The first suit I ever purchased was in Victoria, BC in a beautiful cream colour, size 10. I bought it because I needed something for my MBA entrance interview at McMaster University. I purchased the suit (more than I could afford, but my BFF Lisa convinced me it was the way to go), broke up with my boyfriend (dodged a bullet there), flew to Ontario (thanks Mom), and convinced Mac I would be a good fit. I still have that suit actually, because despite it being 15 years ago, it’s classic. Not Jackie O. classic, but it wasn’t the 60s. Plus, at the time, I think it cost me 15% of my annual budget, so I can’t let go of it. And I got in, so it must be a lucky suit, anyways.
They say that clothes do not make the person, but I don’t know about that. I am woefully ignorant of fashion, do not read women’s magazines (they just try to make me feel inferior somehow, although I have considered a subscription to Chatelaine as of late), and am completely mentally handicapped in the application of makeup. But when I have made the effort to find good quality, well-fitting clothes that perfectly match the occasion, a sheen of confidence envelopes me. My 5’8″ stands tall, I walk confidently with my heels first and I want to shout “I belong here!” Wherever here may be.
Over the last three years, I have reduced from a size 14/16 (yes, I was occasionally a 16, nobody would ever believe me, and that is yet another advantage of being tall) to a size 12 (with an occasional 10). My closet is decimated. I can fit into all of my career clothes certainly, but they hang on my waist, they sag in the front, and generally go not look good. And no, a belt cannot fix ill fitting clothes. Please spread this around. I sorted through the closet a while back and created three categories: too big – donate, too big-put aside for altering, and wearable.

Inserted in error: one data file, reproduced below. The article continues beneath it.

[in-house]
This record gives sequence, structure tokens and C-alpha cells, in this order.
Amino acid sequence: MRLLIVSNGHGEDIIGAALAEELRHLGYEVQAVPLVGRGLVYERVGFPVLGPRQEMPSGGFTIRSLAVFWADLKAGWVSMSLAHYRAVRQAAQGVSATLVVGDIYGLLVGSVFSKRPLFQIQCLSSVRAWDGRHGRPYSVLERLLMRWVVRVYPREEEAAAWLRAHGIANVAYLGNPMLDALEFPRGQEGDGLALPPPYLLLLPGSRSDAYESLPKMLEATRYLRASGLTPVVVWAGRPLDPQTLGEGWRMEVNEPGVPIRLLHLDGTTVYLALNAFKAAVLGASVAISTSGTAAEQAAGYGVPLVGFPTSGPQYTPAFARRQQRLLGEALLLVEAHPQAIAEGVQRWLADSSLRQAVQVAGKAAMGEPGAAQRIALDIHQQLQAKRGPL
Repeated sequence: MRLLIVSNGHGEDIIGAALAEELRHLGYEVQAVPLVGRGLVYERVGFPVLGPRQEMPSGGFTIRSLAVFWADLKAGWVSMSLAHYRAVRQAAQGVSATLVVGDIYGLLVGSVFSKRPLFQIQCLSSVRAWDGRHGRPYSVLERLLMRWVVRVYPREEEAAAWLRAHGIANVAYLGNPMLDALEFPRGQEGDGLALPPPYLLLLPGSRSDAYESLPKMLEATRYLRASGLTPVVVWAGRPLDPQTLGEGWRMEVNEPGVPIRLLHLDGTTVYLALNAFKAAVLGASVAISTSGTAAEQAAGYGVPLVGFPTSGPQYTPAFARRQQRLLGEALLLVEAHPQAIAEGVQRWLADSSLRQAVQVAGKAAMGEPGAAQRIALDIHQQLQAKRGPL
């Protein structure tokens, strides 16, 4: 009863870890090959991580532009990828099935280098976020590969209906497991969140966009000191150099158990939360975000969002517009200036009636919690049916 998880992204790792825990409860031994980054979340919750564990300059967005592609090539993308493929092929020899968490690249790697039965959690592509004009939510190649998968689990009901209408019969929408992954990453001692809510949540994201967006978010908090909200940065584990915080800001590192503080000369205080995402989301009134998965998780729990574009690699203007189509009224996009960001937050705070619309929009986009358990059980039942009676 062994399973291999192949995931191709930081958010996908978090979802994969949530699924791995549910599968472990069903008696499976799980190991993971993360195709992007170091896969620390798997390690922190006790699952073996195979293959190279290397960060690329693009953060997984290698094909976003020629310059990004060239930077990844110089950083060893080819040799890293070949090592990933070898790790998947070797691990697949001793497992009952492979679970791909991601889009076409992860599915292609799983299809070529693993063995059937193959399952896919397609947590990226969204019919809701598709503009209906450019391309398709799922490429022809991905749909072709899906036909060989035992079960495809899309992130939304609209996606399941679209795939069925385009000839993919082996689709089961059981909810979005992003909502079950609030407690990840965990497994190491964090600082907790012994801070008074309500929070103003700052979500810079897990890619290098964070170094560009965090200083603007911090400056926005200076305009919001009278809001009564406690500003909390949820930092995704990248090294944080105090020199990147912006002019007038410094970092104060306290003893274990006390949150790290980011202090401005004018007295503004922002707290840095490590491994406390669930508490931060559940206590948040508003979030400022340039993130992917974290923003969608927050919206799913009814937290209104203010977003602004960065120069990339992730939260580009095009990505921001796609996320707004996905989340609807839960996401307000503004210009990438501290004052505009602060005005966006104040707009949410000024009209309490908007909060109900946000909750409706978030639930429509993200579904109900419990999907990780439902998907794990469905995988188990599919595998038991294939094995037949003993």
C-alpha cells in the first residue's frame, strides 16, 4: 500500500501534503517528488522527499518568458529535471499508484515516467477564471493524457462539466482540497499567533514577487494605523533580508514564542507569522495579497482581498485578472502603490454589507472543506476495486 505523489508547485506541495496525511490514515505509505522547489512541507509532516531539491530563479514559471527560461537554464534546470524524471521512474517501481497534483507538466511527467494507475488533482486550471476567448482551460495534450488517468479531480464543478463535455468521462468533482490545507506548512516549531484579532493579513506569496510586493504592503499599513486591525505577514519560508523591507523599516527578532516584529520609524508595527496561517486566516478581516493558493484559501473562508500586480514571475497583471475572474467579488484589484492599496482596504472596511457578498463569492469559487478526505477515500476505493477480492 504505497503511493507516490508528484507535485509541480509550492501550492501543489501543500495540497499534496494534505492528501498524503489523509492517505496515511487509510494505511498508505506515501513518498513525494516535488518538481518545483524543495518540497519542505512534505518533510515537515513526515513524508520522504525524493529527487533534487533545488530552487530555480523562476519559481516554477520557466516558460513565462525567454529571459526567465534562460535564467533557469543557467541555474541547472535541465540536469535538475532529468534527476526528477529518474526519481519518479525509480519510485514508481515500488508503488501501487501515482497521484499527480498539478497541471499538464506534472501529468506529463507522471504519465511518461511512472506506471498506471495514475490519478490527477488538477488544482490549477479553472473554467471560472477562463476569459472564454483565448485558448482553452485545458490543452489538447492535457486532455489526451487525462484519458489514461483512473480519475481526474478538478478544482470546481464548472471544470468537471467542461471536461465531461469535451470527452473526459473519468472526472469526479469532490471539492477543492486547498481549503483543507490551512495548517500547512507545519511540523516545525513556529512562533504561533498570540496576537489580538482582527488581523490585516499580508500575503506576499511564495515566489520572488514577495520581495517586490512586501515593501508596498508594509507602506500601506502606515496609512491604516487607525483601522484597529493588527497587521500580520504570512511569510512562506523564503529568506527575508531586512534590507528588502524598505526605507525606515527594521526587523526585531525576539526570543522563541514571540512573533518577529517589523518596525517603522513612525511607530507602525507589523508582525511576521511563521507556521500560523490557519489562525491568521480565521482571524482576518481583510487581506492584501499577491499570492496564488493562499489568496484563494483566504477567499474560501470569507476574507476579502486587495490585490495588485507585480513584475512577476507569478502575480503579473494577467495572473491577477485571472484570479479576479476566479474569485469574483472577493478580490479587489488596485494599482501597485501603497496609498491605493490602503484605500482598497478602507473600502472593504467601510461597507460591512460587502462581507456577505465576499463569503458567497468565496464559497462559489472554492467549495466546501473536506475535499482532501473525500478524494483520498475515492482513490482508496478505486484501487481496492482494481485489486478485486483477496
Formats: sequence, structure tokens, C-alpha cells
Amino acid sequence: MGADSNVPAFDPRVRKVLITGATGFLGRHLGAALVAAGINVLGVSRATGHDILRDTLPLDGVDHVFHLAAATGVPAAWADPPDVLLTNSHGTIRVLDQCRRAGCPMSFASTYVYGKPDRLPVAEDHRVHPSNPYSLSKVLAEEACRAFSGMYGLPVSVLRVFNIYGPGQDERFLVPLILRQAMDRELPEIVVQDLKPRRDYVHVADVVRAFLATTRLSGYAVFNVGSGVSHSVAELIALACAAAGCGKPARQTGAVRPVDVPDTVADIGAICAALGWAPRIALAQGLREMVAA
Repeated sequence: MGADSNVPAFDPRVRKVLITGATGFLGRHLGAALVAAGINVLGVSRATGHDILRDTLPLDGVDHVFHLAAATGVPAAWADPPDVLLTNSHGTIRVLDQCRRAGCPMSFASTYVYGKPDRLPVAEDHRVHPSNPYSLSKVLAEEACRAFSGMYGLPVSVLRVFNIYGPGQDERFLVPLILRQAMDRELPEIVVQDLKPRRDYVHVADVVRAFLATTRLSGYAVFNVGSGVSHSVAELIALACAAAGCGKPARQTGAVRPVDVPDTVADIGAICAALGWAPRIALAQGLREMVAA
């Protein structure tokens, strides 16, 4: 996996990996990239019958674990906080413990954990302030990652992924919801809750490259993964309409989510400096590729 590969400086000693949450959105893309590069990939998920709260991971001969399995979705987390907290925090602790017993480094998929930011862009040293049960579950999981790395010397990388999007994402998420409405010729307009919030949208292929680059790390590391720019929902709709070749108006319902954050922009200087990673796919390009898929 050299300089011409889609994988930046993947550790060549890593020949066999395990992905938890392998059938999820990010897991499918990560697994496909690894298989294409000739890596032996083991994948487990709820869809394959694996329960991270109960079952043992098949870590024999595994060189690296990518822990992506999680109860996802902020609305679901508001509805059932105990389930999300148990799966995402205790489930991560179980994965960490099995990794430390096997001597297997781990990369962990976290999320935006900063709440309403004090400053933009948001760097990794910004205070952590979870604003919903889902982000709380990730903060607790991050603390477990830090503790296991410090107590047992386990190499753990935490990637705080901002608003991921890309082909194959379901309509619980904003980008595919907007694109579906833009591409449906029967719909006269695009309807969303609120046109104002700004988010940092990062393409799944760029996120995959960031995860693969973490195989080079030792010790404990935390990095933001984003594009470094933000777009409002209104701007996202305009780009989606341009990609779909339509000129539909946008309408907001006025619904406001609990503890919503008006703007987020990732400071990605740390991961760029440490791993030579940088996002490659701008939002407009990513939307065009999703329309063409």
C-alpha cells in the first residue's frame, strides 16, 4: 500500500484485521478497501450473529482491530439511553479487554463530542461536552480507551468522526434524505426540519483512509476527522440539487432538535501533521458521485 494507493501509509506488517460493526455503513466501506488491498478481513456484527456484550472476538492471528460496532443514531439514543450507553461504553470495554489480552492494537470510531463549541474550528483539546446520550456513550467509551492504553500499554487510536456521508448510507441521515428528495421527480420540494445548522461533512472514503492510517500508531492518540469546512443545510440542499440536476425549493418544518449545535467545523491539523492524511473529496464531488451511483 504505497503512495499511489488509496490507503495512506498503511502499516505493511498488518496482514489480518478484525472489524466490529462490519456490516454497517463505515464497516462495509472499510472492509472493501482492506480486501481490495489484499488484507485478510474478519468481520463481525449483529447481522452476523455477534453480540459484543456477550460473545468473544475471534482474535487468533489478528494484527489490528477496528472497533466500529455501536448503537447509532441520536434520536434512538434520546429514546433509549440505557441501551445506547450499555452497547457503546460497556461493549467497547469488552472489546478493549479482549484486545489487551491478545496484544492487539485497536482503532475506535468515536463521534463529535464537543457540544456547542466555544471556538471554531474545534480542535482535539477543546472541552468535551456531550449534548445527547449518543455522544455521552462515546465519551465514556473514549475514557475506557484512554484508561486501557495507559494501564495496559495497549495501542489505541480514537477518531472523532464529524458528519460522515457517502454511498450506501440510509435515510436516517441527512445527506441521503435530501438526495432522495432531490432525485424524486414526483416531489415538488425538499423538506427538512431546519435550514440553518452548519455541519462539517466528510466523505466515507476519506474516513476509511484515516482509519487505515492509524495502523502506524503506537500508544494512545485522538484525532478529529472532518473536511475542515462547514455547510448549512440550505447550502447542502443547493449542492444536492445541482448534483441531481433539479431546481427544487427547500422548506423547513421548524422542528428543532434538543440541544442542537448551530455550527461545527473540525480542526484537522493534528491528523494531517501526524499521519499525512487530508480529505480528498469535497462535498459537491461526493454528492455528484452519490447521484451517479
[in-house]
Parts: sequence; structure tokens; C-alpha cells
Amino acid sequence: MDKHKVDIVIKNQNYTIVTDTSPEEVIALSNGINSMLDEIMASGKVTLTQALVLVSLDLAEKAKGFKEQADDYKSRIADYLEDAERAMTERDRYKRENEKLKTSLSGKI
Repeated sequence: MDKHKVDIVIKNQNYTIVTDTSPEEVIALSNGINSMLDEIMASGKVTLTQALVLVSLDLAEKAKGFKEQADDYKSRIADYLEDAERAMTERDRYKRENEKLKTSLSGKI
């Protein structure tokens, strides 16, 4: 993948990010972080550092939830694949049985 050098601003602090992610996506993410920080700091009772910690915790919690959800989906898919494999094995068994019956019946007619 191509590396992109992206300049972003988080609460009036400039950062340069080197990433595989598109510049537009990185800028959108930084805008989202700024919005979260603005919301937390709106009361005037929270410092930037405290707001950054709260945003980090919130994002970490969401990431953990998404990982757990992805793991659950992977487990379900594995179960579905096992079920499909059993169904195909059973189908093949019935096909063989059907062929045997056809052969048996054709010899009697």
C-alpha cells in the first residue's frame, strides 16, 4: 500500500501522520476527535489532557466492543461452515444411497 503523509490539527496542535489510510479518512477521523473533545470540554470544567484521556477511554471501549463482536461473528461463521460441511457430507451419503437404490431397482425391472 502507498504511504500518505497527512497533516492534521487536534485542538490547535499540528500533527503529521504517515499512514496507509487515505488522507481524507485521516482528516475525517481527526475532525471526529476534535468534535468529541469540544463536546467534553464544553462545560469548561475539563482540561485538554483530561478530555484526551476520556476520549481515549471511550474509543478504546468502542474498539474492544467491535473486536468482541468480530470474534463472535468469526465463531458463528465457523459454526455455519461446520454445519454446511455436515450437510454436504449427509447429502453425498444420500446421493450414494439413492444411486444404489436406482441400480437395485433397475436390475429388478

My professional closet – once a decent sized – now consists of 2 pairs of pants and 2 shirts suitable for interviews and three boxes of “for altering”. It just doesn’t make sense to purchase or alter clothes in potentially the wrong size. And spending the money when I don’t need to is folly. So, the alter boxes sit. So long in fact, I probably will have to re-sort them to check for fashionability again. Like I have any idea. Sigh. I am so hiring a consultant when I can afford to (Punch List addition).
But in this new life I am forging for myself, I have found confidence and a sense of power and ability to achieve more. And it flows when I put on running clothes. Often in the morning, I will rise and change immediately into workout clothes. This is two-fold – if I see someone they won’t think “Look at that unemployed bounder, she is still in her pajamas” and it is one less barrier to getting out the door for a run. It’s a public declaration of my intentions (for the cat I guess). One cannot take off work-out clothes, one must peel off sweaty work-out clothes.
And as I type this (not in my pajamas), I have in a racing back Lululemon purple top, a Running Room racing back sports bra, and Adidas Climalite black snug fitting shorts. And indeed I feel strong. And powerful. And like an athlete. And when nobody is looking, I will flex my bicep or admire the cut of muscle across my shoulder or sneak a peek at the curve of my waist to my hips. After a run or work-out, I want to stay in these stinky clothes for a while as a reminder of what I have achieved for that day.
Do clothes make the man? No, but the right ones match what you are feeling inside and help it come out.
June 28th, 2012 Extra-Ordinary: I ran 4.0 km in 35 degrees Celsius (with the humidity). What potential will this racing back unleash today?